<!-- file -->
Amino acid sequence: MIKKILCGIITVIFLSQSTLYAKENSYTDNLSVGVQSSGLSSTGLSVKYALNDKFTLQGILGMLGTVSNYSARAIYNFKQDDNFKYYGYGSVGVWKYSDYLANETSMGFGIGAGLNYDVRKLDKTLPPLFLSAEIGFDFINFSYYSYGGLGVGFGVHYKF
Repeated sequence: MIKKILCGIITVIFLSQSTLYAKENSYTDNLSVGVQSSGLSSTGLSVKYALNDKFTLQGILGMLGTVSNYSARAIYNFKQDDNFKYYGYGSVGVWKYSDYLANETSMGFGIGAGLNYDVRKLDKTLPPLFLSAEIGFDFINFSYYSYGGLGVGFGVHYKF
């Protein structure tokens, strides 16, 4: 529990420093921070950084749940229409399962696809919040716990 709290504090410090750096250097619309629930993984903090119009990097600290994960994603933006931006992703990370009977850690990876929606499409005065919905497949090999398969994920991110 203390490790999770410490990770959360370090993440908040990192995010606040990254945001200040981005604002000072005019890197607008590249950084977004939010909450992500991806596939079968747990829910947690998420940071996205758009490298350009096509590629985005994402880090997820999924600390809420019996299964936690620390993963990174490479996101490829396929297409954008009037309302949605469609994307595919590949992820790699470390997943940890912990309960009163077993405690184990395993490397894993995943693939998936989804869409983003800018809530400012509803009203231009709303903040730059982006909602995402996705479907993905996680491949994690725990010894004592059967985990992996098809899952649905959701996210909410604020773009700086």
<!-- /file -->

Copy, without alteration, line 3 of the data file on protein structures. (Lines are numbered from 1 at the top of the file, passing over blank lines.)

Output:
């Protein structure tokens, strides 16, 4: 529990420093921070950084749940229409399962696809919040716990 709290504090410090750096250097619309629930993984903090119009990097600290994960994603933006931006992703990370009977850690990876929606499409005065919905497949090999398969994920991110 203390490790999770410490990770959360370090993440908040990192995010606040990254945001200040981005604002000072005019890197607008590249950084977004939010909450992500991806596939079968747990829910947690998420940071996205758009490298350009096509590629985005994402880090997820999924600390809420019996299964936690620390993963990174490479996101490829396929297409954008009037309302949605469609994307595919590949992820790699470390997943940890912990309960009163077993405690184990395993490397894993995943693939998936989804869409983003800018809530400012509803009203231009709303903040730059982006909602995402996705479907993905996680491949994690725990010894004592059967985990992996098809899952649905959701996210909410604020773009700086």